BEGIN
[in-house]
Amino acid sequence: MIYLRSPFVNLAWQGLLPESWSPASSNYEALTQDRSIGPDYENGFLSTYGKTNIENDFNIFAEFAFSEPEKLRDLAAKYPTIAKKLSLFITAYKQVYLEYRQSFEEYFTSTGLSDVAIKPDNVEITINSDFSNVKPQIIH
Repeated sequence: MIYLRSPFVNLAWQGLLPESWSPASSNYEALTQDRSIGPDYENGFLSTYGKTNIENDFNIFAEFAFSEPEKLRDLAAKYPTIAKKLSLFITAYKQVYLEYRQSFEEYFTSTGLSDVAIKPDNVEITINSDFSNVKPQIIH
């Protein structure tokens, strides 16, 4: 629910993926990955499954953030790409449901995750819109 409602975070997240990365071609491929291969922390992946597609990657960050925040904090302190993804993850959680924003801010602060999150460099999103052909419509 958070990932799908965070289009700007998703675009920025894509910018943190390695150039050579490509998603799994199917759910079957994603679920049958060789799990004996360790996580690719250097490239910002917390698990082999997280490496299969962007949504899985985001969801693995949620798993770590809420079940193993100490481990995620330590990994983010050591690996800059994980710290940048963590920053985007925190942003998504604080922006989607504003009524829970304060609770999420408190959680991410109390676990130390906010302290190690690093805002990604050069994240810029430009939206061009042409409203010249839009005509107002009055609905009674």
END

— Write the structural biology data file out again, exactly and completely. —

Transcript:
[in-house]
Amino acid sequence: MIYLRSPFVNLAWQGLLPESWSPASSNYEALTQDRSIGPDYENGFLSTYGKTNIENDFNIFAEFAFSEPEKLRDLAAKYPTIAKKLSLFITAYKQVYLEYRQSFEEYFTSTGLSDVAIKPDNVEITINSDFSNVKPQIIH
Repeated sequence: MIYLRSPFVNLAWQGLLPESWSPASSNYEALTQDRSIGPDYENGFLSTYGKTNIENDFNIFAEFAFSEPEKLRDLAAKYPTIAKKLSLFITAYKQVYLEYRQSFEEYFTSTGLSDVAIKPDNVEITINSDFSNVKPQIIH
């Protein structure tokens, strides 16, 4: 629910993926990955499954953030790409449901995750819109 409602975070997240990365071609491929291969922390992946597609990657960050925040904090302190993804993850959680924003801010602060999150460099999103052909419509 958070990932799908965070289009700007998703675009920025894509910018943190390695150039050579490509998603799994199917759910079957994603679920049958060789799990004996360790996580690719250097490239910002917390698990082999997280490496299969962007949504899985985001969801693995949620798993770590809420079940193993100490481990995620330590990994983010050591690996800059994980710290940048963590920053985007925190942003998504604080922006989607504003009524829970304060609770999420408190959680991410109390676990130390906010302290190690690093805002990604050069994240810029430009939206061009042409409203010249839009005509107002009055609905009674």